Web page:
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Turkey to Open Cyprus' Occupied Town, Further Fueling East Med Tensions

The ”ghost town”of Varosha in Famagusta. Credit: Katia Christodoulou, CNA

Turkey and the Turkish Cypriot self-declared government announced on Tuesday that they will open the beach town of Varosha or Varosia on Cyprus, which has remained empty and abandoned since the illegal invasion of Cyprus by Turkey in 1974.
Ersin Tatar, the leader of Northern Cyprus, a state recognized only by Turkey, announced the provocative move in Ankara, as he stood alongside Turkish President Recep Tayyip Erdogan.
He said that the occupying forces will open the once-cosmopolitan seaside town on Thursday, despite numerous UN resolutions forbidding Turkey to do just that, until a negotiated settlement is reached.
“The Varosha issue is a national cause above all political debates,” Tatar said.
“It is a fact that Varosha is a Turkish Cyprus territory. We fully support the decision to make Varosha’s coastline available to the public,” Erdogan declared.
Greece and Cyprus condemned the move. Cypriot President Nicos Anastasiades and the government condemn the decision of Turkey and their “puppet” in the north Ersin Tatar, government spokesman Kyriacos Kousios said.
Kousios said the decision to offer entry to the seafront of Varosha is no more than a “campaign fiesta” by Tatar and Turkey on the eve of elections in the north for Turkish Cypriot leader.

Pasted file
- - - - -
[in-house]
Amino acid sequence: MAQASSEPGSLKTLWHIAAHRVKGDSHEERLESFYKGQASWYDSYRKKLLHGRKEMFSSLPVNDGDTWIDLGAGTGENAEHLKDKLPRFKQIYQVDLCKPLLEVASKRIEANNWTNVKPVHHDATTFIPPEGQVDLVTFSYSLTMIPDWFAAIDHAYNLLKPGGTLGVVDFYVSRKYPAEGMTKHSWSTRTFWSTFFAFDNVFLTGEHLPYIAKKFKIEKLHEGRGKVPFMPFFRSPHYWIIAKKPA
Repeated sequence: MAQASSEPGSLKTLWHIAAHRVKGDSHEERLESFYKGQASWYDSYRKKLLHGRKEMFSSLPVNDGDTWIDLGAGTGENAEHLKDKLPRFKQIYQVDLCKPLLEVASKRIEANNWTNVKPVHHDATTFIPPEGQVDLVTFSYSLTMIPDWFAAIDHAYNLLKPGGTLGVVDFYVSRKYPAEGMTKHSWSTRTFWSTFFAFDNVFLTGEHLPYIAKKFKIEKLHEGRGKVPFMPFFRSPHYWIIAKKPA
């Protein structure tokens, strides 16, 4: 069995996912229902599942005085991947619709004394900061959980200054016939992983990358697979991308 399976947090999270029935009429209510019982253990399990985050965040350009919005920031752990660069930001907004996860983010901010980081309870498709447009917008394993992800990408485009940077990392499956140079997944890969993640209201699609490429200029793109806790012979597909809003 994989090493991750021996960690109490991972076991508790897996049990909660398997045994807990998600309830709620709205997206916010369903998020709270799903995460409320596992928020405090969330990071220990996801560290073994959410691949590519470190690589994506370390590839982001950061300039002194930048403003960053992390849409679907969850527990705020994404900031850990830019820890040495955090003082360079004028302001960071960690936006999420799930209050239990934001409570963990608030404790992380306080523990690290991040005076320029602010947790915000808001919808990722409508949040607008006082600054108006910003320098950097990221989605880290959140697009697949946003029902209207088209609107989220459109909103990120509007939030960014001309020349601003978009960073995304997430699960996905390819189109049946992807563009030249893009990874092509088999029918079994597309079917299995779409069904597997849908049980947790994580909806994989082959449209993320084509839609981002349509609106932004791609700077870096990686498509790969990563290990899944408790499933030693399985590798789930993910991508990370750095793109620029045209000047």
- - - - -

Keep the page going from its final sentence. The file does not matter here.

“This threatening and illegal action of Turkey and its puppets in Cyprus will be reported to the Security Council of the United Nations, the European Union, and all other international fora as an action that violates international law and the resolutions of the UNSC, and is against the latest conclusions of the EU Council,” he said.
Greece’s Foreign Minister Nikos Dendias had a telephone discussion with his Cypriot counterpart to create a common response to the Turkish provocation.

Opening any part of Varosha is illegal under international law. UN Resolutions 550 & 789 explicitly call on Turkey to hand over control of Varosha to the United Nations so that the town’s lawful residents can return to the homes they were forced to flee in 1974.
Over 39,000 Greek Cypriot refugees fled the area of Varosha after Turkey invaded Cyprus in 1974, violently taking control of the northern part of the island.
This move may once again jeopardize Turkey’s relationship with Greece and Cyprus, just as tensions had seemed to lessen after diplomatic talks between the countries.
At last week’s Special European Council Meeting in Brussels, the EU stood by fellow member nations Greece and Cyprus, vowing to hold Turkey accountable in the case of further acts of aggression.
For months, Turkey has provoked Greece and Cyprus by sending military and research vessels into Greek and Cypriot waters, in search of energy reserves in the Eastern Mediterranean.

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